Friday, August 8, 2008

part two

Google Maps can only get you so far.

I was quite excited to cap off a long day and a long week by visiting some local geography I hadn't been to yet, where I would get some much-needed shopping done and treat myself to a well-earned restaurant dinner. I drove just far enough to be out of my comfort zone before I found that the road I was supposed to turn onto was closed off.

Some people under these circumstances would drive around a seek an alternate route, even if they had no idea how the grid worked, or if there even was a grid. Some people would be equipped with maps, a 'Net-capable cell phone, a GPS system, or even just a close friend who could provide passenger-side driving and moral support. Some people would be adventurous.

I was one of those people, for about two minutes. Then, confronted with hunger, looming evening with its impending darkness, no cell or maps or any such goodies, and the prospect of the inevitable rage and even fear of getting lost that accompanies all this, I decided it would be foolish to continue my exploration, and headed home, saving this particular adventure for another day.

I guess the real lesson is that Google Maps can only take you so far, if you take them for granted and assume that the large notice on each page saying "This is for planning purposes only and may not accurately reflect road conditions or closures" does not apply to you, or at least restricts itself to the realm of "could happen...but won't." Still, it's not as bad as the experience that happened to me when I first moved here, and was trying to find a purveyor of the dark...from spoken directions that I hadn't written down. Live and learn.

Part Two of the crazy adventures of Hero is coming up, but I do want to say something about Rescue here. I'm indebted to my college a cappella group, whose name is not Rescue, for many things, but a shining example is that it provided my introduction to this wonderful other, professional, bunch of characters who do go by that name. Rescue performs contemporary Christian a cappella music, and what is so impressive about them is in two parts. The first is that their music lacks the sickening sappiness of much Christian music - when I say contemporary, I mean it, as their music is stylish and cool as can be, with plenty of fast, almost edgy pep to balance out the slower ballads. The second part is the perfection of their singing. I am not overstating this. Their harmony is impeccable, their blend as tight as can be. They have employed superb vocal percussionists, and a bass who has set records for singing in the lowest registers. Not to mention the huge talent of the songwriters, who know just how to make full use of their capabilities. The result is the most beautiful and listenable a cappella I have ever heard (with all due respect to the also-fantastic Rockapella), which literally causes me chills when it isn't making me dance. Even those who have no interest in religion or at least this religion should enjoy the unstoppable quality. If you like a cappella music, if you like Christian music, if you even just like music, you'll find something to enjoy here. Their debut is not quite as compelling as their later releases Two Thousand Years Ago and The Difference, and their latest CD Before the Throne takes things in a slightly different direction, but one no less strong. Check them out on Amazon or iTunes, or just go to their website, where you can buy their CDs or (bonus!) just listen to their music.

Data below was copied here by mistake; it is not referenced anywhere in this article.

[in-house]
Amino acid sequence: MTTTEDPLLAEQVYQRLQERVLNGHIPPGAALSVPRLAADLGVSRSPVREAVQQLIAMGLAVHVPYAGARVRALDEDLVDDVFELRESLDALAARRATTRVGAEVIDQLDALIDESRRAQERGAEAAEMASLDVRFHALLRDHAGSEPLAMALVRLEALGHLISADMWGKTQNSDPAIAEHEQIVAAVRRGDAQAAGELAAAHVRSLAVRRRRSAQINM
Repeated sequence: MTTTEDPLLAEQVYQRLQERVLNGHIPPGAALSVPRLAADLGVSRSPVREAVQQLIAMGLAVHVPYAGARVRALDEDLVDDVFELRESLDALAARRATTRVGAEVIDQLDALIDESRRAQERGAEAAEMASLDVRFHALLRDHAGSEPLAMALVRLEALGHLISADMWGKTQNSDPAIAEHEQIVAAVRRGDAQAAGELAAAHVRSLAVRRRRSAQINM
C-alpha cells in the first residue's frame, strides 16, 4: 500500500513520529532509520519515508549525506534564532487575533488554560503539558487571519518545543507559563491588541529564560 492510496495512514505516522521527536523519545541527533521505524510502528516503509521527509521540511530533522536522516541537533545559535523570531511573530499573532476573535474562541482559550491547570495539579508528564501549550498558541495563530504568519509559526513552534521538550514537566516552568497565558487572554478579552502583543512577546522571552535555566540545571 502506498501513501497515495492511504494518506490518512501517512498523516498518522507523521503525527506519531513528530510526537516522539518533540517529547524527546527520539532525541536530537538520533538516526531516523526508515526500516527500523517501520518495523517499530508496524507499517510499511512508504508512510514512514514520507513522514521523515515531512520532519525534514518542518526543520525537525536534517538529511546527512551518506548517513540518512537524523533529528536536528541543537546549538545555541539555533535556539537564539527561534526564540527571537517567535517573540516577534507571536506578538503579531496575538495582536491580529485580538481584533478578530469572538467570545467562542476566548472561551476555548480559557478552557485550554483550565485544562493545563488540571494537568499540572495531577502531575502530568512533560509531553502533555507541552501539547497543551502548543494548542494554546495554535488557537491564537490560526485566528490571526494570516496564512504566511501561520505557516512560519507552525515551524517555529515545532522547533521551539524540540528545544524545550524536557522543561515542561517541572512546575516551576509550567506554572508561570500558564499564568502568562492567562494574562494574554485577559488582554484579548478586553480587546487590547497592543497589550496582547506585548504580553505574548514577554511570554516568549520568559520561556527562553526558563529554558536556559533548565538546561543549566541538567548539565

That said...

Part 2

For the first few moments Hero gave himself to the joy of flight, and soared high into the sky, mindful of nothing else. But gradually, perhaps because of the additional stimulus provided by the flapping wings protruding from his head, it occurred to Hero that it might be wiser to keep closer to the ground, just in case. So he flew down until he was skimming just a few feet above the ground. High on the wine in his belly and the wind on his face, he was not sufficiently thoughtful to consider the laws of physics further, and so when the charm did run out and the wings vanished Hero did not plummet to his doom, but he did fall onto his face and skid through the mud for twenty or thirty feet until his inertia was depleted by a solidly-entrenched tree stump.

They were hardier in this time and place and took such blows as no two men could take here today, and so Hero was merely dazed. When he came to what few senses he had, he got to his feet and took in his surroundings. He had crossed a substantial distance during his very brief tenure as a bird and would have been well-pleased with his progress had he had any particular destination in mind. As it was, he was amazed by the difference in terrain - the flowering fields of green had been replaced by the white of snow, the smooth flatness changed to rocky jaggedness. It was only a few miles from that wine-flooded river, but the weather was like that. Just so, the temperature was mild, despite the snow on the ground. But he wasn't wearing any socks, or shoes for that matter, and so Hero began to shiver and wondered if he could use the stump for material to build a fire. Belatedly he remembered his shattered blade, the handle of which would do him little good for lumberjackery, but fortunately he had his pocketknife, and thanks to pocketknives being way better there, he pulled out the axe attachment and made for the stump.

"Oy!" said the stump. "I perceive that you're dumb, but if you employ that edge you will quickly become dumber, as I will remove certain apparatus of which you make use to give voice to your pitiful thoughts!"


to be continued...

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